At Halliford School, we facilitate our students’ progress in the following ways
Quality First Teaching is universal at Halliford School. All teachers are expected to deliver a series of lessons which:
In addition, teachers:
From within the whole School ethos of Quality First Teaching extends the platform on which we can build a Graduated Response to individual learning needs.
The School uses five methods for monitoring pupil progress:
The Form Tutor has a central role to play in making the monitoring system work effectively as they are the central storehouse for information on a particular student. They are best placed to identify patterns and to pick up whether the students need assistance or not.
Target setting is designed to encourage student progress by giving each student realistic, achievable targets to work towards. Subject targets are set by individual subject teachers initially based upon what they have learnt about their students, but from Year 9 the targets are decided in conjunction with the indicators gained from the MidYIS and Alis tests.
Grades reviews are staff meetings conducted once or twice a term depending upon parents’ evenings. The reviews have two main purposes: firstly, to provide a summative assessment of the effort and achievement of individual students; secondly, to provide a whole staff forum where the progress made by students can be discussed, their difficulties identified and action plans agreed when necessary.
Student progress is encouraged and rewarded both formally and informally at Halliford. Informal encouragement will vary from teacher to teacher and situation to situation but is likely to include positive comments on written work, an encouraging note in the work diary and a friendly conversation. In addition to the active use of assessment for learning, formal encouragement and reward are based on a system of commendations, benes and merits designed to reward and encourage effort and improvement at every level of achievement. The fact that there are far more pages in the homework diary for the earning of merits than those for censures reflects the nurturing and encouraging ethos of the School.
Assessment for learning is a central part of the whole school marking policy, and if used properly, it also plays a significant part in encouraging student progress. Effort is always encouraged, and positive advice is given, especially when a student is clearly struggling with a particular subject or topic.
Students are tested in English Language, Maths, Verbal Reasoning and Non-Verbal Reasoning upon applying to join Halliford. This allows for their subsequent progress to be monitored as well as the relative progress of individual subject departments to be assessed.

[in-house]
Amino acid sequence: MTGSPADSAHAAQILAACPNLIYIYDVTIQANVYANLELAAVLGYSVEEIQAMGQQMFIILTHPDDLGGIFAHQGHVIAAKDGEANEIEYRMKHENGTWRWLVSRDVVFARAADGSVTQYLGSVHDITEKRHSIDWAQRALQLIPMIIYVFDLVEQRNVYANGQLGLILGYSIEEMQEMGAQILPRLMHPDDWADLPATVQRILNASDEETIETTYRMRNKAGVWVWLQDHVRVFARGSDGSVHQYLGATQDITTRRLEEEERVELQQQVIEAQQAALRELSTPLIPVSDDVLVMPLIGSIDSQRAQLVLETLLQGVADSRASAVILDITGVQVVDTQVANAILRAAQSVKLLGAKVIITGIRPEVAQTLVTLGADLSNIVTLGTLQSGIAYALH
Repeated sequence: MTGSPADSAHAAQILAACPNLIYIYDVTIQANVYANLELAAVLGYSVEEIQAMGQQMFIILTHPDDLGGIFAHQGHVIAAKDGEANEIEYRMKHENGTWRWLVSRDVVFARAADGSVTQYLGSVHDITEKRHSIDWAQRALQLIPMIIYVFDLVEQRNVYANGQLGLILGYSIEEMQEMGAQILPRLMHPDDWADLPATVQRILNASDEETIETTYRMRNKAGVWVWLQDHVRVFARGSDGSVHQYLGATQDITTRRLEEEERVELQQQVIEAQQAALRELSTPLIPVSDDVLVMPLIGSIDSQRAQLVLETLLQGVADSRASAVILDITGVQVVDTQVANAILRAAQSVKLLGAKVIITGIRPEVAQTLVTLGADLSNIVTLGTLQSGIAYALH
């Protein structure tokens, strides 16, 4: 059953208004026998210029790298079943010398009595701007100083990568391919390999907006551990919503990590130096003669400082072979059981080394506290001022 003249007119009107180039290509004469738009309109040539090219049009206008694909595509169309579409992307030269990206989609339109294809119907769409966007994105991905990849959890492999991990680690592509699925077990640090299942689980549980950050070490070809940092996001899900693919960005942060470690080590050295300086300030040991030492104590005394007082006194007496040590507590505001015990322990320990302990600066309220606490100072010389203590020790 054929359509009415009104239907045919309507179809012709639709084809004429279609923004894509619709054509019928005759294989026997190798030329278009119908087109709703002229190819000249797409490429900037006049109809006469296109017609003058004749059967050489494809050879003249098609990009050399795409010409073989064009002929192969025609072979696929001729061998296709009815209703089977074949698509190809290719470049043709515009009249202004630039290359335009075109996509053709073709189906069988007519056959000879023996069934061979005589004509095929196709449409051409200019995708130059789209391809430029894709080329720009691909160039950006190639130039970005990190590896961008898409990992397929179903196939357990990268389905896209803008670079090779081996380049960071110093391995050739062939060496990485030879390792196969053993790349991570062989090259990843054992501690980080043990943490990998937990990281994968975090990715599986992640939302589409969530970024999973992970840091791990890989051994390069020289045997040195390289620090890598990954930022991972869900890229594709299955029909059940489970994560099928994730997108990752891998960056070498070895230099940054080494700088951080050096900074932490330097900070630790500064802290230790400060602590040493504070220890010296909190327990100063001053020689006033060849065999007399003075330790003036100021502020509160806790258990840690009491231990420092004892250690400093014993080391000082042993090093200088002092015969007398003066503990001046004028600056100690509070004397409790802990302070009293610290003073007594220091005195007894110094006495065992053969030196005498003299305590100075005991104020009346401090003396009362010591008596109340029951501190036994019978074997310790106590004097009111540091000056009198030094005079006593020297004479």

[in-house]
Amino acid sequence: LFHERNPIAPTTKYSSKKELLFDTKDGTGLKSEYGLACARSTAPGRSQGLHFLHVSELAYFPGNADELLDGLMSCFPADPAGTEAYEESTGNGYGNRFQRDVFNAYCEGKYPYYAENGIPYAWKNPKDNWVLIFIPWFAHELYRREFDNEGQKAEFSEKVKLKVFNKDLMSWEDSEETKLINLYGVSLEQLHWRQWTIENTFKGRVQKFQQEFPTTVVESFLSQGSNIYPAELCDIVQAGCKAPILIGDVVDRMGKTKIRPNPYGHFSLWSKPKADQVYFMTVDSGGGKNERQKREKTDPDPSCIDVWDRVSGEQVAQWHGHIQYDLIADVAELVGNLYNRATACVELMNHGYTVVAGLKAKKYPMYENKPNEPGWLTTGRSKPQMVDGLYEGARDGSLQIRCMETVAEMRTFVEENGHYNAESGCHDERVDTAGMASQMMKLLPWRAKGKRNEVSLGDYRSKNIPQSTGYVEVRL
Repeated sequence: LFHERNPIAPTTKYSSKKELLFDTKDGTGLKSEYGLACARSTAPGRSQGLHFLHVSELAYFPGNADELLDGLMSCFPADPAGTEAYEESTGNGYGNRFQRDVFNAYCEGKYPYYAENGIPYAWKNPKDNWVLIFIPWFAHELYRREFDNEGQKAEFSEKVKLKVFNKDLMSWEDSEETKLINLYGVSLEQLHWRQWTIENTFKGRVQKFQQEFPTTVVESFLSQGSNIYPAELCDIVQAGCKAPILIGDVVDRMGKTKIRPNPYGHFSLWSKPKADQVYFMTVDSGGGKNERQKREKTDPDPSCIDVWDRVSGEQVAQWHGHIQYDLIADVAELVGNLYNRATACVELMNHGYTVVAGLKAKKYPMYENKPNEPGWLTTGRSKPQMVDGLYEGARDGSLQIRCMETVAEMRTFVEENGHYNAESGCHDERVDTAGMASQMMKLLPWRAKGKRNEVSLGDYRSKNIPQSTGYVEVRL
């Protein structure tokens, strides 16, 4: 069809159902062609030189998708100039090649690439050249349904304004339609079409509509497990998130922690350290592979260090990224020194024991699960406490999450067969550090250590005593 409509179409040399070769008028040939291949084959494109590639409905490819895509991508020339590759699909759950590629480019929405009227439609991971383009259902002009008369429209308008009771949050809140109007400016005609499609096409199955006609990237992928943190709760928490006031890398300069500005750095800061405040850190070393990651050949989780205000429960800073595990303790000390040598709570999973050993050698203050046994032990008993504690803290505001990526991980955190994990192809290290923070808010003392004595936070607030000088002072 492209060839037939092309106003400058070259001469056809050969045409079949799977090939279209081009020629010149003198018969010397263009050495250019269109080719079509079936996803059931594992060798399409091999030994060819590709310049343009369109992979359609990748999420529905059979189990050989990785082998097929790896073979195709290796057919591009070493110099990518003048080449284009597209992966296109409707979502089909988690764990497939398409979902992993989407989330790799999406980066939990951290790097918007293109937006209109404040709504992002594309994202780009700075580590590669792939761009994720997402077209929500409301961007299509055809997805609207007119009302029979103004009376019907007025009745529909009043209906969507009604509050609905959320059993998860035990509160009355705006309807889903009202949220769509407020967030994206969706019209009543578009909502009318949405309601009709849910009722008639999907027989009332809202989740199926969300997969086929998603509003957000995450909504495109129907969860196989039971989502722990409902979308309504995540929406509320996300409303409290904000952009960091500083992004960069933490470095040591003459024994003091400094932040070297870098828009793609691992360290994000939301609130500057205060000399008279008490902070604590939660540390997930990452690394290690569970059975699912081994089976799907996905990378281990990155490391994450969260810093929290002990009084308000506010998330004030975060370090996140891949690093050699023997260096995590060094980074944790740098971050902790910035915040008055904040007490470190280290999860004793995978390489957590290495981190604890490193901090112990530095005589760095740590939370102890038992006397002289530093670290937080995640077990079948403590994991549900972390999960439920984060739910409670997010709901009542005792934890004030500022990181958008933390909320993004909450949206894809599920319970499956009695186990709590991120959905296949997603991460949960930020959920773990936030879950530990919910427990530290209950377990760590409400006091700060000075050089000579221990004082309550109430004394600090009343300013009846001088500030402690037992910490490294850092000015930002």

Students are again tested in Years 9 and 12 using MidYIS and Alis tests developed by the Centre of Evaluation and Monitoring. Whilst the performance indicators achieved on these occasions are just one indicator, they do give useful objective data against which to assess a student’s performance.
Heads of Department use the data to analyse the performance of their departments while the Director of Studies conducts a whole school analysis. The results of these analyses are used to inform the academic development plans of both the School as a whole and individual departments as well as to inform the targets set and assistance given to individual students.
The academic ethos of Halliford is based on the idea that high standards and improvements in student performances are more likely to be achieved within an environment that is nurturing, encouraging and supportive while at the same time setting challenges. The able and independent will relish the challenges while aware that support is available when they run into difficulty. The less able and less independent, and/or those who require Learning Support, make better progress and gain in confidence with the active assistance of the staff. To ensure that the challenges and support are accurately targeted, an effective system for monitoring and assessing student progress is in place. To ensure students respond positively to the teaching received, they are given praise and encouragement for the effort and progress that they make at whatever academic level they are operating. This may range from encouraging remarks and praise given by a subject teacher to public acknowledgement of their success.
Merits are awarded to encourage and reward both positive behaviour as well as academic achievement. For academic achievement, they are usually given for taking a more positive approach to studying or for the emergence of improved efforts.
Benes are awarded to students when they have produced a particularly splendid piece of work. Those awarded a Bene receive a signed certificate from the Headmaster which is presented in a whole School Assembly. A Bene also counts as four merits towards the Inter-House Merit Shield. Benes are intended to enable teachers to reward students, of whatever level of ability, who produce a piece of work which is a significant improvement on what has gone before. They are also intended to provide teachers with a means of encouraging those whose efforts are somewhat uneven which prevents them from gaining commendations. Students who gather six or more Benes receive a prize at Speech Day.
Commendations are awarded at three levels at the regular staff grades reviews. Their award is based on the effort grades achieved by students at the reviews. The names of those awarded commendations are read out in a whole School Assembly by the Deputy Headmaster. The Headmaster also writes congratulatory letters to all parents whose children have been commended.